By Ian Round and Alex Pijanowski
At the NCAA regional cross country meet at Calvin College in Grand Rapids, Mich. last weekend, Co-Captain Jenna Willett ’14 earned her third consecutive trip to Nationals after placing 10th overall and Lizzie Halper ’15 earned All-Region honors by placing 29th overall. The Ladies placed 10th and the Lords placed 20th at the meet.
“The women did a really nice job,” Head Coach Duane Gomez said. “That’s a pretty incredible feat [for Willett] to go three years in a row.”
Abby Arace ’16 finished in 53rd place after losing one of her shoes during the race.
“I was amazed,” Gomez said. “I didn’t even know. ﾅ With her shoe on, she probably would have been All-Region.”
Arace was able to retrieve her lost footwear, but not without some difficulty. “We had to make an announcement about her shoe,” Gomez said.
However, due to injuries and illness, the men “had a rough go at it,” according to Gomez. Sam Lagasse ’16 placed 67th overall.
“Nat Fox [ﾑ16], our top runner, was sick as a dog,” Gomez said. Fox placed 128th overall but Gomez said he would have been in the top 35 had he been healthy.
Both teams’ seasons are now over ﾗ except for Willett, who will run in the NCAA Division III Championship on Nov. 23 in Hanover, Ind.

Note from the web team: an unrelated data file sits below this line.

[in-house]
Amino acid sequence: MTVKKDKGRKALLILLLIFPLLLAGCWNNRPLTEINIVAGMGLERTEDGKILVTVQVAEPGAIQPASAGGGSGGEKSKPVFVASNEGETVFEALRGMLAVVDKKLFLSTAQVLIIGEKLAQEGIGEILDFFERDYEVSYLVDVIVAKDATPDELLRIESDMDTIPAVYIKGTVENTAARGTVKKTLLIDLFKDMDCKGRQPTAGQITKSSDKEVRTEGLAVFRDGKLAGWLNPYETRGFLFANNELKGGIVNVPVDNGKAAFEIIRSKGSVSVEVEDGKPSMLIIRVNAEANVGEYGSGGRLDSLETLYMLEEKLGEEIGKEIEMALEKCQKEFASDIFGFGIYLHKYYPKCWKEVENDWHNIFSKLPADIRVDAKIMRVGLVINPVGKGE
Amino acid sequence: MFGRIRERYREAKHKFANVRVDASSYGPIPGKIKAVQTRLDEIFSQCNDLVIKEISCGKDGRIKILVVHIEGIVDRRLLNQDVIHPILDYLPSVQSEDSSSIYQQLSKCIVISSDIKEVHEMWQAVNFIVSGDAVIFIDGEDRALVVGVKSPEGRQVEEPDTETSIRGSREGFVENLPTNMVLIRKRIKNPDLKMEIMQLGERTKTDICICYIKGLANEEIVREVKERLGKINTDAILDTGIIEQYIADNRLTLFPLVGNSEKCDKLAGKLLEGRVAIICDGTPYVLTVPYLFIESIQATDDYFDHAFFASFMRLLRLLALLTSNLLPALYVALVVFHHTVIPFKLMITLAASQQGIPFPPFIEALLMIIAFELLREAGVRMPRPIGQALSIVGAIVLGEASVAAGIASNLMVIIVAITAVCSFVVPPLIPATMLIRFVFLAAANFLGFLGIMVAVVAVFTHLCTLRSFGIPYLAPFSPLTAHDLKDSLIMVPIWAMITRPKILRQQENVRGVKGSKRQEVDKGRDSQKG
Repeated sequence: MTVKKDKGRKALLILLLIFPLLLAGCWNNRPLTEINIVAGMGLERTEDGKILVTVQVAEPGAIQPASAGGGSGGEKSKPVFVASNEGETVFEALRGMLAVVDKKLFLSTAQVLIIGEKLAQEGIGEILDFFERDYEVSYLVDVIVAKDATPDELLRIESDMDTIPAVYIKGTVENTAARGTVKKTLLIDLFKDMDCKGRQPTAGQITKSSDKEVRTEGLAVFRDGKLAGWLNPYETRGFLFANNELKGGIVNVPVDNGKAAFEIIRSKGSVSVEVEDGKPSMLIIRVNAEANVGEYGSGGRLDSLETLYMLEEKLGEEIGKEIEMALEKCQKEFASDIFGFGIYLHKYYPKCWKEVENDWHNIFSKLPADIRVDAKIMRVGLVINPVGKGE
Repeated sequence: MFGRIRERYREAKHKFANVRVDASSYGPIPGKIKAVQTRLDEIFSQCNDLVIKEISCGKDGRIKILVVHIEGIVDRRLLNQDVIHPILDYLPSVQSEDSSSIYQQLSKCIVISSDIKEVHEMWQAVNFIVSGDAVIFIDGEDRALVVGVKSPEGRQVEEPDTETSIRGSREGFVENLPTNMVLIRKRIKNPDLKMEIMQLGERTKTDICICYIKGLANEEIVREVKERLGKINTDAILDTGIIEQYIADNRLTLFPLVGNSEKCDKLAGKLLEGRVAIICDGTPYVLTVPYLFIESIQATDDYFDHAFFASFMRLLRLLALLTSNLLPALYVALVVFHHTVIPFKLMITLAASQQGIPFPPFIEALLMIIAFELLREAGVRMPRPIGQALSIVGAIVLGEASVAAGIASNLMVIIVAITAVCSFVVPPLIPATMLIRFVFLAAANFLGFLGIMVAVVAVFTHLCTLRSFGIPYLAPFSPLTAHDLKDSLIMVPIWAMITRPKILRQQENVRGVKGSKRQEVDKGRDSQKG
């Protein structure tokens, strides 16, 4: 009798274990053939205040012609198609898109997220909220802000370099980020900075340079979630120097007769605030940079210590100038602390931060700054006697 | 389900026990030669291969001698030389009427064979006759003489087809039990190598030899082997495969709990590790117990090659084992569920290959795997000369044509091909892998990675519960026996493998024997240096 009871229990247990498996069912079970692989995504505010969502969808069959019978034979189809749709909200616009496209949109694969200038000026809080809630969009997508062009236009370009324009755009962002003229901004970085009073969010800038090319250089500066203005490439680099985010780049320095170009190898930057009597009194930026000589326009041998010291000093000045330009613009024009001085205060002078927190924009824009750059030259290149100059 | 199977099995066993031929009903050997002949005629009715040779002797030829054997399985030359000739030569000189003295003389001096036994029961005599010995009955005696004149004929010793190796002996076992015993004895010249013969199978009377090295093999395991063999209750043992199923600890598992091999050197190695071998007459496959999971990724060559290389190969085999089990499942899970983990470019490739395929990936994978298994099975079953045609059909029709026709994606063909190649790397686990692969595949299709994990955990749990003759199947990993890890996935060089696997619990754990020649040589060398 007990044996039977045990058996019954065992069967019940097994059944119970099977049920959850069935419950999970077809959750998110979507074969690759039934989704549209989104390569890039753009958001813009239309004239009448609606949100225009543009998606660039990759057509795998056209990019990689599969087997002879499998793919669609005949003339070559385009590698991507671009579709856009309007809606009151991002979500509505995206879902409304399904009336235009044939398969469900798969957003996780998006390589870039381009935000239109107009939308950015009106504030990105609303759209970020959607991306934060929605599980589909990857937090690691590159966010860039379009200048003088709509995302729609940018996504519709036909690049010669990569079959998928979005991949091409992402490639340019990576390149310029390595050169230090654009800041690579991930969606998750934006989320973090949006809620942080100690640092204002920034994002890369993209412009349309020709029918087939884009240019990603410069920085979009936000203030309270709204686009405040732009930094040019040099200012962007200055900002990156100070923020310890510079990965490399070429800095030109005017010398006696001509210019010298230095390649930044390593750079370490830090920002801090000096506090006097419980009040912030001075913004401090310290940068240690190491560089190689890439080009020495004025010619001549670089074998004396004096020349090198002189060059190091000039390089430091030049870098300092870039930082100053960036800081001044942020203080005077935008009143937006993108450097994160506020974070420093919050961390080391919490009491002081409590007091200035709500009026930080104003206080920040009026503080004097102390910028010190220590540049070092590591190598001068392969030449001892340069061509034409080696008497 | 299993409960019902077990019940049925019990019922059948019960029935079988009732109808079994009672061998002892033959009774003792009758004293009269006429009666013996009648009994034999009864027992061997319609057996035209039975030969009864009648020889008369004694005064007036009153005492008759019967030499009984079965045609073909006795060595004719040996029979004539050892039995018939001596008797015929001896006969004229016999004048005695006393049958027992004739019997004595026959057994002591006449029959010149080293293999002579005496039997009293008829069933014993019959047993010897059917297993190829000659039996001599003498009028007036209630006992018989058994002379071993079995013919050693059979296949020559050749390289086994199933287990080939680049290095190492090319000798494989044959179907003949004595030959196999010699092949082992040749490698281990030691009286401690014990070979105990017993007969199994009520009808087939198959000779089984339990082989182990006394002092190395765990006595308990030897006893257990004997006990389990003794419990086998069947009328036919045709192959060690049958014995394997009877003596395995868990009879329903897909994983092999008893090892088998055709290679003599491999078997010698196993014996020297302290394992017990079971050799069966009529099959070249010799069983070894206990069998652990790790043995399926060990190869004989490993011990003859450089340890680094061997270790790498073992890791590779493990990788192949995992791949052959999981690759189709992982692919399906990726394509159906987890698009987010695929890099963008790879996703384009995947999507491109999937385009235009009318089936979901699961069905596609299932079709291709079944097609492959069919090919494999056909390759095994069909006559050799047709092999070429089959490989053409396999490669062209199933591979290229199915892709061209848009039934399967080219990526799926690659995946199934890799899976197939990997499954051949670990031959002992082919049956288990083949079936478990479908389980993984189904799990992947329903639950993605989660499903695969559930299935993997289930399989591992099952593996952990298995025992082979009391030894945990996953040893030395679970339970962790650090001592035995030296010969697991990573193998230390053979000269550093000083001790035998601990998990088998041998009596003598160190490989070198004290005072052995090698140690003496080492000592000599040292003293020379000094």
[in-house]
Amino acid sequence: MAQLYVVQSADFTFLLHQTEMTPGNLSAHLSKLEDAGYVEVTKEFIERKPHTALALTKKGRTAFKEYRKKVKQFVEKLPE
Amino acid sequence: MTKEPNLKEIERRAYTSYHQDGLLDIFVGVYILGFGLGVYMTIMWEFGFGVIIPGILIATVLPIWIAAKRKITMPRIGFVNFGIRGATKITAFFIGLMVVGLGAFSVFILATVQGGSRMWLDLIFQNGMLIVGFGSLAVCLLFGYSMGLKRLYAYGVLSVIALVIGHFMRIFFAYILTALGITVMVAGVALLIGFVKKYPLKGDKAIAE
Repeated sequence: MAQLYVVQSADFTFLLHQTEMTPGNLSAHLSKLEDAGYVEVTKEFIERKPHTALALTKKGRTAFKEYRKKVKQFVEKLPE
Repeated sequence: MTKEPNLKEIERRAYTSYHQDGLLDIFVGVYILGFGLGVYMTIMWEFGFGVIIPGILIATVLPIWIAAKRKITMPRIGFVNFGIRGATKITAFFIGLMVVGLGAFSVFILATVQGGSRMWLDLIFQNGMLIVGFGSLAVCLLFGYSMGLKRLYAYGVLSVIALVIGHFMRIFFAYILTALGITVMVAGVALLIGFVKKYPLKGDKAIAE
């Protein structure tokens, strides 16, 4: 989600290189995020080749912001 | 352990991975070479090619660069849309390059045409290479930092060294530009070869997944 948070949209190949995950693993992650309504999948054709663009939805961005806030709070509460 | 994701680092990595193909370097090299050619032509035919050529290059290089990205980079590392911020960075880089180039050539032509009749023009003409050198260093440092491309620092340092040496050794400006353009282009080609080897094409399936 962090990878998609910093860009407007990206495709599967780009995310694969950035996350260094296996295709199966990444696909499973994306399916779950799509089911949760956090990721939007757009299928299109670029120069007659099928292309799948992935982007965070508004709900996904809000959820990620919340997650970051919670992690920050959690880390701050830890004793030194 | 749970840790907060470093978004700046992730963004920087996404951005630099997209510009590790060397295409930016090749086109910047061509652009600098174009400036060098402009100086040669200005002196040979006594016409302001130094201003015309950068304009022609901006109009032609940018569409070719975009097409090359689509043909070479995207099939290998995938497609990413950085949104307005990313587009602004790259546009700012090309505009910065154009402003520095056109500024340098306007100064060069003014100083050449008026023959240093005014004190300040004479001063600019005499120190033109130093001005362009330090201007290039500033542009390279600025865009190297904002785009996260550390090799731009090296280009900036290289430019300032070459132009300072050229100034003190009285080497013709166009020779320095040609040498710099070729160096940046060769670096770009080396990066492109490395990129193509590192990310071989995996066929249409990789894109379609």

In light of last weekend’s swimming and diving meet, it seems that the world’s polar bear population has two primary things to be worried about ﾗ steadily melting ice caps and Kenyon swimmers and divers.
On Saturday, Nov. 16, the Kenyon Lords and Ladies hosted the Polar Bears of Ohio Northern University (ONU), whose teams received a frigid welcome ﾗ the Kenyon women’s team defeated their visitors 201.5-37.5, and the men’s team won 201-33.
Many Kenyon swimmers claimed first place finishes over the course of the meet, but Katie Kaestner ’16 and Ian Reardon ’17 were the only Kenyon athletes to win two individual events apiece. Kaestner won the 200-yard freestyle and the 100-yard freestyle, and also led off on the first-place 200-yard freestyle relay team. Reardon claimed victory in the 200-yard individual medley and 200-yard breaststroke. For his efforts, Reardon was named the conference’s Athlete of the Week. Reardon credited his experienced, upperclassmen teammates for helping guide him to this success.
“One of the things that I think a lot of people have talked about is trying to keep an even keel throughout the meet,” Reardon said.
In several cases, Head Coach Jess Book ’01 entered his athletes into the lineup in events that they do not usually swim in competition. He said that, in addition to being enjoyable for the team, this allows each swimmer to prepare for the mental components of competition.
“[The purpose of meets] is to compete in whatever events that we’re swimming,” Book said. For example, Kaestner said that while she usually swims breaststroke in meets, she welcomed the change of pace.
“I find that technique-wise, if you stop what you’re doing and then work on something else, when you come back to that later, you feel better,” she explained.
The swimming and diving teams will now leave behind dual-meet competition, as they enter into either a quad meet or an invitational. Their next competition will be the TYR Invitational at Northwestern University, which begins Friday, Nov. 22 in Evanston, Ill.[starbox id=”admin”]
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